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Tradition and a Modern World Coexist in Tonga

February 21, 1988|MICHAEL MARKRICH | Markrich is a free-lance writer living in Honolulu

NUKU'ALOFA, Tonga — Down 80 feet, the water off Tongatapu Harbor was unclear. Siltation gave the water a blurry cast, coloring everything a dull brownish-gray. My scuba diving companion and I were waiting for dive guide Bob Holcombe to lead us forward.

I was unprepared for what followed. A thick green canopy appeared in the shape of a well-trimmed garden hedge--brilliant green, startlingly out of context. But this was not some mental fixation, it was living black coral. We could see finely twisted strands of the coral beneath a covering of tear-shaped green leaves.

The black coral tree was near the entrance to the shipping channel leading to Tongatapu Island, the most populated island in the Kingdom of Tonga.

Beyond the harbor lay Tongatapu's lagoon, a wide expanse of clear water, shallow coral reefs and lush tropical islands. Most of it is accessible to scuba divers by speedboat from Nuku'alofa--the main town and royal capital.

British Heritage

Here are small markets, Japanese cars and Victorian-style buildings that stand like guardians of an age when the British Empire ruled the Pacific Ocean and Tonga was its protectorate.

But these days, everywhere in Nuku'alofa are signs of change. At one end of town bulldozers are carving huge port facilities for an industrial area. At the other end, Tongans gather on the reef in front of the Royal Palace to collect sea cucumbers for the king's dinner.

Tonga is a chain where a traditional Polynesian life and the modern world coexist in a delicate balance. The chain includes 170 islands, coral lagoons, clear waters, shipwrecks and large schools of fish. It is one of the world's lesser-known diving destinations.

Friendly Island Air

So few scuba divers come to Tonga that the fish in the remote areas of the reefs show little fear. We also saw this several days later at Tonga's Vava'u group, a two-hour plane ride from Tongatapu via the country's only airline, Friendly Island Airways.

Vava'u is one of the few places in the South Pacific where the outboard motor has not replaced the outrigger canoe. At the top of the island is a small town, Neiafu, overlooking a natural harbor.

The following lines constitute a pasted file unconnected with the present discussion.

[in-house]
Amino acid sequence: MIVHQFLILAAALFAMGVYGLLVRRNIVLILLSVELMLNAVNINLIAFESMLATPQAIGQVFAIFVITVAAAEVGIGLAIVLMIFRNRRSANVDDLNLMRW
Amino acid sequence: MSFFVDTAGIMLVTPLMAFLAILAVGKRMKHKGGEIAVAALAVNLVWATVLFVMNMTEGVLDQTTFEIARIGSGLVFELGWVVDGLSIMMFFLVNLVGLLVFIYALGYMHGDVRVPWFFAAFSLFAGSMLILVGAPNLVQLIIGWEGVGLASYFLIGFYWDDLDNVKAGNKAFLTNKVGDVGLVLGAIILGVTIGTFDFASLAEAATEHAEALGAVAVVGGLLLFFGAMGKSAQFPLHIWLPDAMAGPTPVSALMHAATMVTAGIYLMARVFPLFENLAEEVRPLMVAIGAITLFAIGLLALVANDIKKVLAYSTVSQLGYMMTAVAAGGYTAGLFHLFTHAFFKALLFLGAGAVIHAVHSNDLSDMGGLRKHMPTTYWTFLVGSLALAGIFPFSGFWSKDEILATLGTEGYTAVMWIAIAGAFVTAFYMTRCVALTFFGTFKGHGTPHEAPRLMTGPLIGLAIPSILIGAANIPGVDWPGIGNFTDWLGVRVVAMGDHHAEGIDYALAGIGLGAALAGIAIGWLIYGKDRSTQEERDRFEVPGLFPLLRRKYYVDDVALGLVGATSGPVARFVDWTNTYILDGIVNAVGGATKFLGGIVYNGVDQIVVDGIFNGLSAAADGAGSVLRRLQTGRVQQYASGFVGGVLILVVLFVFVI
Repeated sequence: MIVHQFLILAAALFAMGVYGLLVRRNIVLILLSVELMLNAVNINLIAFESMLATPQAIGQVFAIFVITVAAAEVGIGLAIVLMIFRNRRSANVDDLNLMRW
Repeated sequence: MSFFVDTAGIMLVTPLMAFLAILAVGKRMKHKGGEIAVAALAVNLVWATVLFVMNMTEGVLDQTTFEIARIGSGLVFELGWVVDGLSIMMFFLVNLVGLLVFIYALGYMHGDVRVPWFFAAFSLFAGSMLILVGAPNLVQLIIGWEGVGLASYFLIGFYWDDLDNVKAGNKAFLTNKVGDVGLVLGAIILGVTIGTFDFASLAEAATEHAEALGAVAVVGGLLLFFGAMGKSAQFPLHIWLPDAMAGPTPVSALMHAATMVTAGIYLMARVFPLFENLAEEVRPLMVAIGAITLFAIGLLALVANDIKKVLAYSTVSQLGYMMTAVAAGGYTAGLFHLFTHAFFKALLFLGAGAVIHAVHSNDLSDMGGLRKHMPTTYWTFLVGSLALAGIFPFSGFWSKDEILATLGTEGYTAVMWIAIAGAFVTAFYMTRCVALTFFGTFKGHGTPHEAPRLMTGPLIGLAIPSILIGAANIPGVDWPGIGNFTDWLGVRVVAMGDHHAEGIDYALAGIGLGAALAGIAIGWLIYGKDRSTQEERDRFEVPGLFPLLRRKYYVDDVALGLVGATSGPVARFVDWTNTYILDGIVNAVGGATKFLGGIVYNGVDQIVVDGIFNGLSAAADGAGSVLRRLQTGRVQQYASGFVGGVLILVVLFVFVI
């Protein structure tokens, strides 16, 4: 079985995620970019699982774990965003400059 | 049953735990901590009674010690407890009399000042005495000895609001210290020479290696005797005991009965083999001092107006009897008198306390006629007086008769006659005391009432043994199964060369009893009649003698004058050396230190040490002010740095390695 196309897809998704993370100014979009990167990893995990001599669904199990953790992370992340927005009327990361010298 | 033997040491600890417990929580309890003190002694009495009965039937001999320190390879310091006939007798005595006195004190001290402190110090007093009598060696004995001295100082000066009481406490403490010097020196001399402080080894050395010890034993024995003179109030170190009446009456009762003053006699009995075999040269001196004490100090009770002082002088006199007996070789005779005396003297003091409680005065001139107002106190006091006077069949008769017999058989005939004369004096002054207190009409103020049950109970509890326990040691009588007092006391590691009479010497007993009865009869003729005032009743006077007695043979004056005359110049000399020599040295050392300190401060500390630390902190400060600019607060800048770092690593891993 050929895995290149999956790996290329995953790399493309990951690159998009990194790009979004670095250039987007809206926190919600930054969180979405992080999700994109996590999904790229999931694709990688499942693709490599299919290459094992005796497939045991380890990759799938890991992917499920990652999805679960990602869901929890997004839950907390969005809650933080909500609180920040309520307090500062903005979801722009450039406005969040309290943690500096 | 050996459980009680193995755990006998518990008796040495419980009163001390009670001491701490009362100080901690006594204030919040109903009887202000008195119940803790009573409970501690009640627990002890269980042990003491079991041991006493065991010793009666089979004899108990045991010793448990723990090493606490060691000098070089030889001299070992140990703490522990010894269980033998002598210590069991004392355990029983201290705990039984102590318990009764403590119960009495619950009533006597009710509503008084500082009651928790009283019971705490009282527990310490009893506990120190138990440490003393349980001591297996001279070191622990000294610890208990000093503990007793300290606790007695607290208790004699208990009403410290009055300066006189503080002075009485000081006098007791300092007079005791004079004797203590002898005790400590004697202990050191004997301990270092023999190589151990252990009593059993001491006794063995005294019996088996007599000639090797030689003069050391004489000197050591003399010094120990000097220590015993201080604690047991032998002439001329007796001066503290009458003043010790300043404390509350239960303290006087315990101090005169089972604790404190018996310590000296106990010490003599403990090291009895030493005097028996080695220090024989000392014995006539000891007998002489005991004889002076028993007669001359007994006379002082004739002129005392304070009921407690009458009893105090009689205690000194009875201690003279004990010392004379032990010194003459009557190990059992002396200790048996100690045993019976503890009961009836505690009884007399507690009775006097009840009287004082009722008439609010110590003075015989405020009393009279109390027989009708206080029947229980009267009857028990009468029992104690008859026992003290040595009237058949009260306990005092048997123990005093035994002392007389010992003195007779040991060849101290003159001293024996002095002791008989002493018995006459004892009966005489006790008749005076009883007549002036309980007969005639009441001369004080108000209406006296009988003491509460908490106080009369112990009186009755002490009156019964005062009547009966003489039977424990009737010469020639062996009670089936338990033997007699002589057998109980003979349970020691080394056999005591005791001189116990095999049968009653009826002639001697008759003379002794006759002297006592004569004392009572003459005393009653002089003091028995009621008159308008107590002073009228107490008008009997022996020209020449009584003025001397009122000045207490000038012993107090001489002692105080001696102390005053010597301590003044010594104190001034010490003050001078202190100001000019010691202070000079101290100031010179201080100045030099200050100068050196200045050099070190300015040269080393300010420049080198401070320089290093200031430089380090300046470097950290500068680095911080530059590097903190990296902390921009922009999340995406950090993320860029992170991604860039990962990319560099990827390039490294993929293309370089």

Our dive guide in Vava'u was transplanted New Yorker Peter Goldstern. His dive shop is in a small workroom at the end of a series of bungalows that make up the Tongan Beach Resort hotel.

The journey across the lagoon was in Goldstern's high-speed boat. Small, well-kept villages dot the hillsides overlooking the harbor. Fishermen in outrigger canoes paddle toward uninhabited islands. Men on horseback ride on the beach.

Goldstern took us first to a coral ledge 65 feet below the surface. There we waited, perched on the edge of a vertical dropoff as a school of groupers approached. They were heavy, fleshy fish with black leopard spots and showed more interest than fear. They hovered over the blackness of the dropoff, stared at us, turned away and then stared again.

A giant eagle ray swam over our heads as we made our way back to the boat. Beneath us a clump of large, thin, black coral discs, known popularly as lettuce coral, spread across the sand. The delicate black discs were interspersed with soft white mats of flowing anemone and orange clown fish.

Underwater Gardens

We also dived at Coral Gardens, a 300-yard stretch of bright coral that extends between two low islands. Less than 10 feet below the surface we found small solid-looking clumps of red and purple coral, side by side with larger, fragile-looking corals in green, white and pink. In the bright afternoon sunlight the effect was dazzling.

Of all of the dives in Tonga the most remarkable was the last, down a narrow rock at the edge of Vava'u Harbor. The pinnacle appears as a small narrow mound in the middle of deep ocean, so small that it took several tries before the boat's anchor could be attached to its side. The moment we stepped over the side, a massive vertical rock wall loomed before us.

We made our way down slowly along the jagged face of a narrow sea cliff, steadying ourselves against the current.

Seventy feet below we approached the base of the wall. Our lights showed an opening barely wide enough to move through with our tanks.

Unscheduled Surprises

Goldstern squeezed through first; my friend and I followed. Twenty feet in, the tunnel widened into an undersea chamber. Inside were five large groupers, so stunned by our sudden appearance in their private world that they floated motionless as we swam past.

Gradually another opening came into view and the black of the sea cave gave way to the filtered green brightness of the open ocean.

We swam up out of the cave toward a small ledge. The sight of a six-foot moray eel at the base of the cave brought us to a sudden stop. Its heavy black skin covered a body that seemed like a single strand of muscle. The creature was looking away from us. We gave it a wide berth and started slowly up to the surface.

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